The purpose of this study was to determine whether the morphologic changes associated with postovulatory aging of the rat oocyte represent a random crumbling of cell structure or an orderly process with a predictable sequence and timing. Unfertilized rat oocytes recovered from the oviducts at various intervals after ovulation were examined by light and electron microscopy to assess the occurrence of time related cytologic changes. Fertilized ova were also studied to compare the normal pattern of development with the process of aging. The majority of the oocytes examined within the first 10 h after ovulation had a pyriform shape, were devoid of polar body and contained a meiotic spindle in the protruding zone. The remaining oocytes during this period were round and in a few of them the first polar body was visible in the perivitelline space. At about 18 h after ovulation, most oocytes had changed from a pyriform to a round shape and the second polar body was present in the perivitelline space. A large proportion of the oocytes recovered at subsequent times had undergone fragmentation giving rise to cytoplasmic masses of various sizes. Nucleus and/or nucleolus were present in the majority of these late round oocytes as well as in many cytoplasmic masses of fragmented oocytes. The changes observed with the light microscope were paralleled by orderly ultrastructural modifications that affected the microvilli, the cortical granules, the chromosomes, and the location of some organelles. Collectively, these changes partially resemble the activation that follows fertilization and suggest that the rat oocyte undergoes spontaneous activation prior to its cytolysis. It is concluded that the rat oocyte fulfills important requirements for studying morphological correlates of the loss of fertilizability and potential for normal development in delayed insemination experiments.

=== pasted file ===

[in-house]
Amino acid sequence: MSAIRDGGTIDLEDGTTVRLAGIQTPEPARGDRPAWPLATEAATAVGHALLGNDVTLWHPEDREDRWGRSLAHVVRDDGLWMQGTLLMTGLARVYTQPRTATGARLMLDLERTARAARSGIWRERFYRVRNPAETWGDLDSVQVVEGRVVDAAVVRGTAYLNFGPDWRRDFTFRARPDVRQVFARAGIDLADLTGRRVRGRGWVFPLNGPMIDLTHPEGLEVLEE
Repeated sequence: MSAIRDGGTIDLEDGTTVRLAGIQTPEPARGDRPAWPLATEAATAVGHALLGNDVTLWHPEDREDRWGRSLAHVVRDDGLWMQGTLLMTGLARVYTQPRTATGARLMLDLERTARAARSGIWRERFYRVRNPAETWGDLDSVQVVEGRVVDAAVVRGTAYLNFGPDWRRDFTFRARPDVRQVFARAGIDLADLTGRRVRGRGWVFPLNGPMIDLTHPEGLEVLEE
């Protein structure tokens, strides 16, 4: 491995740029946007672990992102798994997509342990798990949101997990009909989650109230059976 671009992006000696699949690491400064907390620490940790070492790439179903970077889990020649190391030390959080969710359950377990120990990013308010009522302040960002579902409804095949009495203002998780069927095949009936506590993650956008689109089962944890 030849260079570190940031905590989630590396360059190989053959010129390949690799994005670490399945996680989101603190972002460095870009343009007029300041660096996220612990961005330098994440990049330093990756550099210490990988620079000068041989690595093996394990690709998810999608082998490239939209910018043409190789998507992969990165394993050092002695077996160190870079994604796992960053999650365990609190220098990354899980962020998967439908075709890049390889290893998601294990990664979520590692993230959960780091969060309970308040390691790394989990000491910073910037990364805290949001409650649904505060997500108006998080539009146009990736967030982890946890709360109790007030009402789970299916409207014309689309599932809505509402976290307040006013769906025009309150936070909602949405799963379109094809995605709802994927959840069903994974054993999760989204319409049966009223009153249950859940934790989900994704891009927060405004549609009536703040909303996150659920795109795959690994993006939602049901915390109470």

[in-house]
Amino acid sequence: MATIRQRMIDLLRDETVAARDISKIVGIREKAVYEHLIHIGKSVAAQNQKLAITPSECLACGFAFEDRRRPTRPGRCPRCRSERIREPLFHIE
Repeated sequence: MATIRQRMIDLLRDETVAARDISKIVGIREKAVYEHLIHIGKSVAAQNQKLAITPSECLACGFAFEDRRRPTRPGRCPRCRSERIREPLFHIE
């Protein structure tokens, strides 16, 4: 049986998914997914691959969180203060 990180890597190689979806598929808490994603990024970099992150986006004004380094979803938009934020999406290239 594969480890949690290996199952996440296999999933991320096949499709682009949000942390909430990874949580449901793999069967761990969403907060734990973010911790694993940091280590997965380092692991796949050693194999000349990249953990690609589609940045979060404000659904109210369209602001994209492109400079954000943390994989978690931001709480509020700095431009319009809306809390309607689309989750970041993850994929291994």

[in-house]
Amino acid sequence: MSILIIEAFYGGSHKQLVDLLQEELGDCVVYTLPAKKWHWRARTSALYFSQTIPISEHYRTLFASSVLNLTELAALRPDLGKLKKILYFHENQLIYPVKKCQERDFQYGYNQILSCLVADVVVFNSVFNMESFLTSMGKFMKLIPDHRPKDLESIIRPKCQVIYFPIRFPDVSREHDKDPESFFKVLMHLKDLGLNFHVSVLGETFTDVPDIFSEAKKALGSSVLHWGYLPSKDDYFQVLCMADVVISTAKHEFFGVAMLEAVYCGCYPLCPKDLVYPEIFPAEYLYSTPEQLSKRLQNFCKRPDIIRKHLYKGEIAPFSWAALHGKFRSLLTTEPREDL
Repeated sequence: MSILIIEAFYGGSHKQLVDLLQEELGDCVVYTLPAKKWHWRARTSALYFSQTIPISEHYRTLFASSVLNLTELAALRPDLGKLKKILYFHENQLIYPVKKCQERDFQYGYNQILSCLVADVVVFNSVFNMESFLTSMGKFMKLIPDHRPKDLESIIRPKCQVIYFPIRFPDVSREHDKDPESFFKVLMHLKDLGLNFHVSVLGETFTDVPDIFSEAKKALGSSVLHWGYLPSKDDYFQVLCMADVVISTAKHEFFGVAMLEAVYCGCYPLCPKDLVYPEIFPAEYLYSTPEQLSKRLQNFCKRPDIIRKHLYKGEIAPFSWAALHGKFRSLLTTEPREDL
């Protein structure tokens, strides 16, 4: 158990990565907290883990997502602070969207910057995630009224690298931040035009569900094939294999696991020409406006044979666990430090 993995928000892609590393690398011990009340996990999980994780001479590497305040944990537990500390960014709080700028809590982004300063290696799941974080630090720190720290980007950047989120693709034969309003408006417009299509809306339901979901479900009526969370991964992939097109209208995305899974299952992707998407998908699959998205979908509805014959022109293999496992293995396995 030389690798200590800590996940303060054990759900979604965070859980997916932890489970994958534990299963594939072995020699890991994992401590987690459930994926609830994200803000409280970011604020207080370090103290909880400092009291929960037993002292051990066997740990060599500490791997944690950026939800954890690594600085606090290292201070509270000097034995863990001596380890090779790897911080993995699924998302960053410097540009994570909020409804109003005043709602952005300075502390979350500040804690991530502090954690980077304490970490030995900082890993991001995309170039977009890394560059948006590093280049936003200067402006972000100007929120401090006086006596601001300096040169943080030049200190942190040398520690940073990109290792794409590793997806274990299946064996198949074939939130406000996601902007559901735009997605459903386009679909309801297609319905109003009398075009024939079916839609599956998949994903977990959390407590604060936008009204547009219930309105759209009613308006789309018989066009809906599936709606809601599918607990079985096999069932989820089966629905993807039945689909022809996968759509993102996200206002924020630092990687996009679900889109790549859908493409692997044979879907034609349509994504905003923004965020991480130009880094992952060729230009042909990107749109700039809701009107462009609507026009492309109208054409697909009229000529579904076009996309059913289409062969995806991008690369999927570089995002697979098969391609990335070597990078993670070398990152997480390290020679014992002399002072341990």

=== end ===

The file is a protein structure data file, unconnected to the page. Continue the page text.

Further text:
|Number of pages||11|
|Publication status||Published - 1993|
ASJC Scopus subject areas
- Agricultural and Biological Sciences(all)
- Biochemistry, Genetics and Molecular Biology(all)